The holiday hiring season is upon us, and many of the largest retail giants will soon be looking to enhance the workforce so they can meet the needs and demands of the millions of additional holiday shoppers they expect to see this season. According to Challenger, Gray & Christmas, Inc. retailers will fill more than 700,000 seasonal jobs this 2018 season. This number breaks the previous record in 2014 of 696,000 jobs.
In addition to retail companies, large numbers of seasonal hires will be made by shipping, manufacturing and distribution companies as well. Some people who need work will grab these jobs and give little thought to the opportunities that seasonal and part-time positions can create. This is disappointing because with the right mix of performance, communication and relationship development, several of these positions can effectively be converted into full-time careers with better pay and benefits. And with a good plan, seasonal employees can experience more long-term success than might first be imagined from these types of temporary jobs. Here are some recommendations for how to best approach seasonal work.
Remember these points about seasonal jobs.
It is understandable that you have a goal to secure full-time positions with benefits. Most of us prefer regular, more long-term work. However, if you are in need of employment, I recommend you open your horizons to the opportunities of seasonal jobs. If you find yourself in a seasonal or temporary position over the holiday season, take it seriously, and remember:
- It’s still a job with real people who can positively or negatively affect your career.
- Attitude matters. Focus on the positive instead of the negative, and treat the position with respect.
- Show up to work on time everyday that you are scheduled to work.
- Don’t minimize the position, and don’t let others make you feel inferior just because your position is not defined as regular or permanent. You have a job with the company just like everyone else. Just because your role is listed as temporary doesn’t mean your work output is any less important.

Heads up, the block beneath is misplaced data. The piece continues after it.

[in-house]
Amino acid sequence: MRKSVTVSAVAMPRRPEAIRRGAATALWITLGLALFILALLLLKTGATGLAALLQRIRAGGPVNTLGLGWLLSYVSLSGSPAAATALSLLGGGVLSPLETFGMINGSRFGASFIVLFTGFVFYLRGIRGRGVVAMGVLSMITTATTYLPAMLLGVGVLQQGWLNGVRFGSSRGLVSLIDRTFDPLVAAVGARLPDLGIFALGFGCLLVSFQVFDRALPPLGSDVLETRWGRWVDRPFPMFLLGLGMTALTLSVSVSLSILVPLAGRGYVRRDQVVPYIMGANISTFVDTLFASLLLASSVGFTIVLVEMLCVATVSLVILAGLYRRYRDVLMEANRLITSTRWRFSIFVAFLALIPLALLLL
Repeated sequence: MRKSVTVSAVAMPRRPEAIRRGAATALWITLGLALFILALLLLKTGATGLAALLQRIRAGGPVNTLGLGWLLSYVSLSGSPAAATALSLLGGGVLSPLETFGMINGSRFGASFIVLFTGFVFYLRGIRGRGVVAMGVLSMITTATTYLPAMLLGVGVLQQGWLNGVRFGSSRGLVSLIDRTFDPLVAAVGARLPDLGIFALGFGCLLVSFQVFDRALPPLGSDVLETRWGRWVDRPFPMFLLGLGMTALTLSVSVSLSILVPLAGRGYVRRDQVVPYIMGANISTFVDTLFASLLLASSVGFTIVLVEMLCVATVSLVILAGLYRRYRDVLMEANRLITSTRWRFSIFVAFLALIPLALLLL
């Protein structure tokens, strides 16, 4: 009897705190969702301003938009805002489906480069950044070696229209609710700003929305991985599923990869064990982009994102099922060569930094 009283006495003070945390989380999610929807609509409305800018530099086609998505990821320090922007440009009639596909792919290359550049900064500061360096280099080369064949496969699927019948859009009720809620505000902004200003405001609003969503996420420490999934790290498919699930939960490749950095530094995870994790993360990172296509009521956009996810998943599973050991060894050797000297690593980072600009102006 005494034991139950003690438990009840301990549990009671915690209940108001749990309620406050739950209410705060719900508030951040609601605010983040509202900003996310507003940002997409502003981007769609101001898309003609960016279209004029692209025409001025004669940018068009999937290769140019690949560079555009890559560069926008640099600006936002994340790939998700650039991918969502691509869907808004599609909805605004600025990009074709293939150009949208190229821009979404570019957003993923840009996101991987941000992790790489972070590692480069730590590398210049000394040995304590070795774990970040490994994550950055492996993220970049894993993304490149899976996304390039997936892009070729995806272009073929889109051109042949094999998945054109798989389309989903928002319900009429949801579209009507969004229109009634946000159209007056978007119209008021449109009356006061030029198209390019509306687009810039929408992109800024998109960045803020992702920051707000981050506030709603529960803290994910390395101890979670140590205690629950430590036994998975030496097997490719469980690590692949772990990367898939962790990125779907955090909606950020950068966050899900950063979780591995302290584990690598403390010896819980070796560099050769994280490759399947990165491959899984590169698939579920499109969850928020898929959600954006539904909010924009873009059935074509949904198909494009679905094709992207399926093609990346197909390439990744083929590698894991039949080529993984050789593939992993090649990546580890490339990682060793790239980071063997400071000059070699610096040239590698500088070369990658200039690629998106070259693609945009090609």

- Be present and engaged on the job. Resist all temptation to talk about your outside job search or spend time looking for jobs while you are supposed to be working.
- Seek to create new opportunities within the position and even beyond it.
Demonstrate value by asking these three value-generating questions.
Find out what matters most to your employer. Be sure to demonstrate care and value for what your colleagues and managers care about. Go to work day in and day out with the idea of adding value. Here are three groups of value-generating questions that you can apply with your colleagues, supervisors and customers to stand out from the crowd.
1. How can I help you, or how can I best meet your needs?
Don’t limit this question to customers. Ask this question of your colleagues and your supervisors as well. It will help them begin to perceive you as a team player willing to contribute and support team and organizational goals. Once people see you as easing their loads, they want to keep you around longer.